The Radiodection equipment we use allows us to identify and trace underground cables or pipes using the properties of electro-magnetic (EM) fields.
These fields are created when a current flows through a conductor. In the case of an individual cable or pipe the EM field radiates outwards, from the centre of the cable or pipe, decreasing in strength by the square of the distance from the conductor. Similar to the waves created when a stone is dropped into water.
The strength of this field can be measured by the Radiodetection receiver and allows us to give an indication of depth and position.
Where current is flowing in a closed circuit, for example the power supply to a home, the receiver can detect the presence of these cables using the naturally occurring EM field.
However to achieve an accurate locate to AS5488.1:2019 Classification of Subsurface Utility Information we use the receiver in conjunction with the transmitter.
The transmitter allows us to create an EM field at a specific frequency in the desired cable or pipe. By setting the receiver to the same frequency as the transmitter we can then trace the service to a high degree of accuracy.
Our equipment can provide a Quality B locate as per AS5488.1:2019 Classification of Subsurface Utility Information, accurate to +/-0.3m horizontally and +/- 0.5m vertically. Due to environmental variables beyond our control and compliance with the Dial Before You Dig Duty of Care, EM locations can not be used to guarantee the position or depth of any cables or pipes.
It is vital that any underground services identified are located to Quality A by carefully exposing by hand or Non-Destructive Digging (NDD), allowing their position and depth to be visually confirmed before work starts.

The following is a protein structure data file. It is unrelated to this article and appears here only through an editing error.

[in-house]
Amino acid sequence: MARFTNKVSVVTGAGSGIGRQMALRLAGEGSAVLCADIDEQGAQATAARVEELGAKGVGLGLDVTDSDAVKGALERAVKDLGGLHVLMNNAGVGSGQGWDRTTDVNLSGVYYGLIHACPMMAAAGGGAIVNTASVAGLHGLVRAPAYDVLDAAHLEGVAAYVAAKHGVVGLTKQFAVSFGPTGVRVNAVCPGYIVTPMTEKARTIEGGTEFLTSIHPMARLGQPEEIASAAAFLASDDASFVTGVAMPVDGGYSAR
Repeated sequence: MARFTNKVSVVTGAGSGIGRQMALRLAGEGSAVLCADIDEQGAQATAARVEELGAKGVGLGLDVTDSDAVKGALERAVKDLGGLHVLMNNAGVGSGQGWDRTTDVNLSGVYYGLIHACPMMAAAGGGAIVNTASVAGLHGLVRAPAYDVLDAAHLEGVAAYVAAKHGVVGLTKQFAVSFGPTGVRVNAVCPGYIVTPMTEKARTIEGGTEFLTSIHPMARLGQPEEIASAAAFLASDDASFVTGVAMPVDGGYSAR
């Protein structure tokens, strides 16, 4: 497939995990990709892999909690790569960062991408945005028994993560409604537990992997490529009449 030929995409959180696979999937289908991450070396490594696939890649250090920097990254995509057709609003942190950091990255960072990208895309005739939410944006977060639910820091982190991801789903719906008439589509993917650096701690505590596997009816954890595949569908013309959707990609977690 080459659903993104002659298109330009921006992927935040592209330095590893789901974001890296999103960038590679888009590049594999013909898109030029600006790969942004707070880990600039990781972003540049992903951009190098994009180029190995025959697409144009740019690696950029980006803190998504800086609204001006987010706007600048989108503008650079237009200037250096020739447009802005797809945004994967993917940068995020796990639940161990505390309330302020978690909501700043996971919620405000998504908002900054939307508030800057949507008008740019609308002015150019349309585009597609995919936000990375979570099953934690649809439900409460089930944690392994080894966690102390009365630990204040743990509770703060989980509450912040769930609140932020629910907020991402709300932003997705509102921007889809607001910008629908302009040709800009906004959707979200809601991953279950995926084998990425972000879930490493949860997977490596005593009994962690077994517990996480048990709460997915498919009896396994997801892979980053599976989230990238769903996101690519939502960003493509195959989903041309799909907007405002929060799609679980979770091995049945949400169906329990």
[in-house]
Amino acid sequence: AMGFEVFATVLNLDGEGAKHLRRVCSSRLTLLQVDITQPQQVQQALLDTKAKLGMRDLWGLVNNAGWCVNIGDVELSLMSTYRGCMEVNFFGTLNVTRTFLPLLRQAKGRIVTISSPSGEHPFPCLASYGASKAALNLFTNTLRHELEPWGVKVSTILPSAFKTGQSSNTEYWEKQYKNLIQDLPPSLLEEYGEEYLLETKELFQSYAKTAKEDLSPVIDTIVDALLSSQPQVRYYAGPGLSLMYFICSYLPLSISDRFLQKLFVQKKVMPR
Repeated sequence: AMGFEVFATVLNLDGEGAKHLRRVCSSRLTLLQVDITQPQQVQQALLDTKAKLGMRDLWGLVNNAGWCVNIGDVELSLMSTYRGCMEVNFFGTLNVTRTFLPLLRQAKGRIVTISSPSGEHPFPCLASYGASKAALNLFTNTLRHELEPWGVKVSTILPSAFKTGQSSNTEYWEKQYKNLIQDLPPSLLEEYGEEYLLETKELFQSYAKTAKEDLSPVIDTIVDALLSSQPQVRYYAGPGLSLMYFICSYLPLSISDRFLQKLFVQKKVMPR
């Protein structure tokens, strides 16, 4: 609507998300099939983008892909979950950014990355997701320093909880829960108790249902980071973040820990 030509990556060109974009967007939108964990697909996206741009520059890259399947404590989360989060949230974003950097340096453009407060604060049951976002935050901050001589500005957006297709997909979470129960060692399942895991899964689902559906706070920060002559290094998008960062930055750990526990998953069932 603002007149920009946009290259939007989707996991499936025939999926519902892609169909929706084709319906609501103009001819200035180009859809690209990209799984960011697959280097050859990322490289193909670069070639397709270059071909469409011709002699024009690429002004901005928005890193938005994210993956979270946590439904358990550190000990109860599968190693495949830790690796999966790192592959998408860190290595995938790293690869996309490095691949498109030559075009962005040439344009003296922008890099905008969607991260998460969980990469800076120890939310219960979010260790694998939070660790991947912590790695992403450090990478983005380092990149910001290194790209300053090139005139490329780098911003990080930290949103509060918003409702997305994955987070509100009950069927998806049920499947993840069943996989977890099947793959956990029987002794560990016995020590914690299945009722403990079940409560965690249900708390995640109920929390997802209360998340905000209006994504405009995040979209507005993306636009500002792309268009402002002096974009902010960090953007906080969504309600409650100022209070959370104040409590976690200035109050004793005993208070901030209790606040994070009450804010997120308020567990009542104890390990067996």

The need to generate an EM field is our main limitation. Therefore we can only locate metal cables and pipes. In many situations we can work around this using some of the methods below.
1. Locate the trace wire – modern plastic water or gas pipes are often installed with a metal trace wire. Provided we can directly connect the transmitter to this wire we can create our EM field and locate the service.
2. Other conductive cable – fibre-optic is often installed within existing conduits alongside older copper cables. These copper cables can be used to trace the route of the conduit and therefore the route of the fibre optic.
3. Ducting rods – If no conductive cable is present then we can insert our own. By sliding a ducting rod (containing a copper wire) along the conduit or pipe (ie storm-water) this rod can be located giving us a depth and alignment of the conduit/pipe. This does require access to at least one open end to allow the rod to be inserted.